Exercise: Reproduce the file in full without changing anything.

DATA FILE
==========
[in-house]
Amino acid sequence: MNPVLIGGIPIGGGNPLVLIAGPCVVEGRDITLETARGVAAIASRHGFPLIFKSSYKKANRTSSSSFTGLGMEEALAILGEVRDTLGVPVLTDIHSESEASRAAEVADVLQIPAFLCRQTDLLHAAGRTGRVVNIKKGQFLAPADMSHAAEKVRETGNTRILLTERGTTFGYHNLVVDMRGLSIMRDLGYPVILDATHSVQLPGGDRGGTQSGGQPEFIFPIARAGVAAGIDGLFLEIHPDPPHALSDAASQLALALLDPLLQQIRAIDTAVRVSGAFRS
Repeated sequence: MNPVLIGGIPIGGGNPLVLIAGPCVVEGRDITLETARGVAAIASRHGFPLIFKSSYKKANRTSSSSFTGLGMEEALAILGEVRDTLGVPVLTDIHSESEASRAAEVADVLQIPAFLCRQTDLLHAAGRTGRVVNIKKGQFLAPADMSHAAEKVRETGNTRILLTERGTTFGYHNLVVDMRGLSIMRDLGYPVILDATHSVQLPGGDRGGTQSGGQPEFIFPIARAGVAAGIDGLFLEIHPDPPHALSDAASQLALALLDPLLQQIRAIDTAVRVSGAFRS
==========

[in-house]
Amino acid sequence: MNPVLIGGIPIGGGNPLVLIAGPCVVEGRDITLETARGVAAIASRHGFPLIFKSSYKKANRTSSSSFTGLGMEEALAILGEVRDTLGVPVLTDIHSESEASRAAEVADVLQIPAFLCRQTDLLHAAGRTGRVVNIKKGQFLAPADMSHAAEKVRETGNTRILLTERGTTFGYHNLVVDMRGLSIMRDLGYPVILDATHSVQLPGGDRGGTQSGGQPEFIFPIARAGVAAGIDGLFLEIHPDPPHALSDAASQLALALLDPLLQQIRAIDTAVRVSGAFRS
Repeated sequence: MNPVLIGGIPIGGGNPLVLIAGPCVVEGRDITLETARGVAAIASRHGFPLIFKSSYKKANRTSSSSFTGLGMEEALAILGEVRDTLGVPVLTDIHSESEASRAAEVADVLQIPAFLCRQTDLLHAAGRTGRVVNIKKGQFLAPADMSHAAEKVRETGNTRILLTERGTTFGYHNLVVDMRGLSIMRDLGYPVILDATHSVQLPGGDRGGTQSGGQPEFIFPIARAGVAAGIDGLFLEIHPDPPHALSDAASQLALALLDPLLQQIRAIDTAVRVSGAFRS